Third, we reveal that the use of different features of the collaboration technologies affects different creative synthesis processes, including collective attention, similarity building and enacting ideas, which then affect team creativity. Although previous research has examined several team process predictors (e.g., knowledge sharing and knowledge elaboration) for team creativity, we are still not clear about the nature of the collective processes for creativity by examining these general team processes. The empirical results show that the use of task progress awareness features and member presence features positively influences collective attention which subsequently positively affects team creativity; the use of knowledge association features is positively related to similarity building that positively impacts team creativity; and the use of experimentation features positively relates to enacting ideas that exerts a positive effect on team creativity. The three processes examined in this thesis afford a more nuanced understating of collective creativity development. Beyond general team processes of information sharing and elaboration, we are able to understand from the micro level what is happening when the collective is in the process of generating creative ideas, which provides new mediators for team creativity research. In addition, we also extended the antecedents of team creative synthesis processes.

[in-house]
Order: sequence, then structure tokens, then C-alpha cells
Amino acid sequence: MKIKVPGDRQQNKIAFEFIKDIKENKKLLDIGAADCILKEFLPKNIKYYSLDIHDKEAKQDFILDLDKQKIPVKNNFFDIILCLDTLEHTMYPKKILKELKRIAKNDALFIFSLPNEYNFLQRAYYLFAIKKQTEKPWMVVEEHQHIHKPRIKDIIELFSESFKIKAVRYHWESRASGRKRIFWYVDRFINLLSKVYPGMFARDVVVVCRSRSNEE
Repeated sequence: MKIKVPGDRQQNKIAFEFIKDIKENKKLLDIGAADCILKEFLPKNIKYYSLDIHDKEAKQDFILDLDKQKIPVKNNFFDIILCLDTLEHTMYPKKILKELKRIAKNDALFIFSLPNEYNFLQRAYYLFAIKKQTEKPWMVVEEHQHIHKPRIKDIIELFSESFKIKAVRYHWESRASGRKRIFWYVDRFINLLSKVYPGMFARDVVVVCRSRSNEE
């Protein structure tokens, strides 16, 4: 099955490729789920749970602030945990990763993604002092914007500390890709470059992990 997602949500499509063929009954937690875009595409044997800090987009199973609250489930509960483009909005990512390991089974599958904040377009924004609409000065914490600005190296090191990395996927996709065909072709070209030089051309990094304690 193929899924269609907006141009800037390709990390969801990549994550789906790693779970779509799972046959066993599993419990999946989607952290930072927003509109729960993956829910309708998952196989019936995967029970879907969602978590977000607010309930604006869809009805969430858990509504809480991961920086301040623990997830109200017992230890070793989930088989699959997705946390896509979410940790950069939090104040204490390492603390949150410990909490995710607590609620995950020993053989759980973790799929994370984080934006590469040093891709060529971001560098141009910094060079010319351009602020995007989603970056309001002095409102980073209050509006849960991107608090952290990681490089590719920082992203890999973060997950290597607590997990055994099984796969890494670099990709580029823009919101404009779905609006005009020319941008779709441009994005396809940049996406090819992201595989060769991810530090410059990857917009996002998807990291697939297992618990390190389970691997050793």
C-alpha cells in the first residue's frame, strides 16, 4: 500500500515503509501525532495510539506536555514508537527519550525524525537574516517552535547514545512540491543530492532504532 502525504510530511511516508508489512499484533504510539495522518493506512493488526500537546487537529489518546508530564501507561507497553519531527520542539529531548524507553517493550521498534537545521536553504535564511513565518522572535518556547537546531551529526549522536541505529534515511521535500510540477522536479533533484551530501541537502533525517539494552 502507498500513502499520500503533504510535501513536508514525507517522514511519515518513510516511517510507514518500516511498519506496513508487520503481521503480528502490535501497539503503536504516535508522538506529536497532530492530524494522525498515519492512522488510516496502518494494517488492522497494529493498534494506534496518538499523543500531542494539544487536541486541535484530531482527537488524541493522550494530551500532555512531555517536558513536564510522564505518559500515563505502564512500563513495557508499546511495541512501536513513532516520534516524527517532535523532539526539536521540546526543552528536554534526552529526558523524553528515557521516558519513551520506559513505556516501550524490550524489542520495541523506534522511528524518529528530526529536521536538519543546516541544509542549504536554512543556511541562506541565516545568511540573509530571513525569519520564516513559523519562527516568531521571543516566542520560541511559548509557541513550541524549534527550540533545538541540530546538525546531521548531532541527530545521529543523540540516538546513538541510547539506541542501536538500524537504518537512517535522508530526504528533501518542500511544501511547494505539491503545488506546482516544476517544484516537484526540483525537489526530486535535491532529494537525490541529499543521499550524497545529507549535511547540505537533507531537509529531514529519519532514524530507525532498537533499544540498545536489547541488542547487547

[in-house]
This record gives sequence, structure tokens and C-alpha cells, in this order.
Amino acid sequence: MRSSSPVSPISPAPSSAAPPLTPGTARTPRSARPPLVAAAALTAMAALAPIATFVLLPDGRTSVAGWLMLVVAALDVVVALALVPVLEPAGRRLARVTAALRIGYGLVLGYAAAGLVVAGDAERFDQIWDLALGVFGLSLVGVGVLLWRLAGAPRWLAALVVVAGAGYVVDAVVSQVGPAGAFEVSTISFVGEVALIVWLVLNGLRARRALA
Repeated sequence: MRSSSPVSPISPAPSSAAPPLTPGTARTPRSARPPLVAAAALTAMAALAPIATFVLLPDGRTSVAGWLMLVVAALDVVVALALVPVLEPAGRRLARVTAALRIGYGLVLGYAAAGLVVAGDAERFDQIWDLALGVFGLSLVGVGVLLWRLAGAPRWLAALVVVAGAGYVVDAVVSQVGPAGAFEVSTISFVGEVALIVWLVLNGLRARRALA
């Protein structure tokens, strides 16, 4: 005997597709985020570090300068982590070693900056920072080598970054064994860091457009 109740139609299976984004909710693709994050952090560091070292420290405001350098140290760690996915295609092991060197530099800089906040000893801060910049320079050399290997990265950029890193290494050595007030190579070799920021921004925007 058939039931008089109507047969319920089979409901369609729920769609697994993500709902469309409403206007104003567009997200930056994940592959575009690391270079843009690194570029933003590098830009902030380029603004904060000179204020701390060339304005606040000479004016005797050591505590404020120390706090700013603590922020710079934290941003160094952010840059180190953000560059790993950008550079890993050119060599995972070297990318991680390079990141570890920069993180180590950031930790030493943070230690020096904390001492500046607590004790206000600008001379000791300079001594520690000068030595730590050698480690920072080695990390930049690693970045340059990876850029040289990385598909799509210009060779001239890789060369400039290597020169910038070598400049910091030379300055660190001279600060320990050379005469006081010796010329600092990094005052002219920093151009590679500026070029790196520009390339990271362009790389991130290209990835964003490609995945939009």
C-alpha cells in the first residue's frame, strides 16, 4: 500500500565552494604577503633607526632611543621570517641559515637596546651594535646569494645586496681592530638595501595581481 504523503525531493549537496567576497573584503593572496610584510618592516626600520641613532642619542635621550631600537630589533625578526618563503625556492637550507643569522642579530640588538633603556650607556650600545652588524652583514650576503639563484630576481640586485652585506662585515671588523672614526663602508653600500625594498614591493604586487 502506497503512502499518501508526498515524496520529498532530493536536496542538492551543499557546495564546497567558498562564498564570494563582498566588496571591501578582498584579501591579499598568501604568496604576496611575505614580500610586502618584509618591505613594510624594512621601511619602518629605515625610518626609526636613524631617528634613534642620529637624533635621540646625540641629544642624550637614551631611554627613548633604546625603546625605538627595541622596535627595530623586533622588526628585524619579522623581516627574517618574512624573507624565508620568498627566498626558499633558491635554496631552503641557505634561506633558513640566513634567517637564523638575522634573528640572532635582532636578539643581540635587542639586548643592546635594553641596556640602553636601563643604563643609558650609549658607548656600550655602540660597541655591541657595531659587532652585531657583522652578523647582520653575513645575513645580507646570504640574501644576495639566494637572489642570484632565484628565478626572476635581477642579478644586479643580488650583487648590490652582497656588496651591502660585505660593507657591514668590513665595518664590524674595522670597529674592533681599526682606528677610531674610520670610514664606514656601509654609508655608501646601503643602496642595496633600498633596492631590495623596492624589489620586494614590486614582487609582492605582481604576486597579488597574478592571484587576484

Finally, we reveal that team knowledge disparity moderates the relationship between synthesis processes and team creativity, and also moderates the indirect effect of the creative synthesis processes in the relationship between the use of collaboration technologies and team creativity. Team diversity is an extensively studied topic in recent years and it is also an important predictor for team creativity. Diversity takes various forms, including variety, separation and disparity, and different types of diversity is conceptualized in quite distinct ways. Among these three types of diversity, disparity has drawn the narrowest attention in the literature although it was argued to have negative consequences. By integrating research on knowledge disparity and the virtual context, our empirical results show that knowledge disparity has a positive moderating effect on the relationship between synthesis processes and team creativity, and knowledge disparity strengthens the indirect effect of the creative synthesis processes in the relationship between the use of collaboration technologies and team creativity. By doing so, we expand the research on team diversity and also enriched the situational conditions for the relationship between creative synthesis processes and team creativity. The findings, on one hand, complement the research on team diversity by examining the role of knowledge disparity, and on the other hand, enrich the situational conditions for the relationship between creative synthesis processes and team creativity.

    Research areas

  • Collaboration technology, Virtual teams, Team creativity, Creative synthesis processes, Team knowledge disparity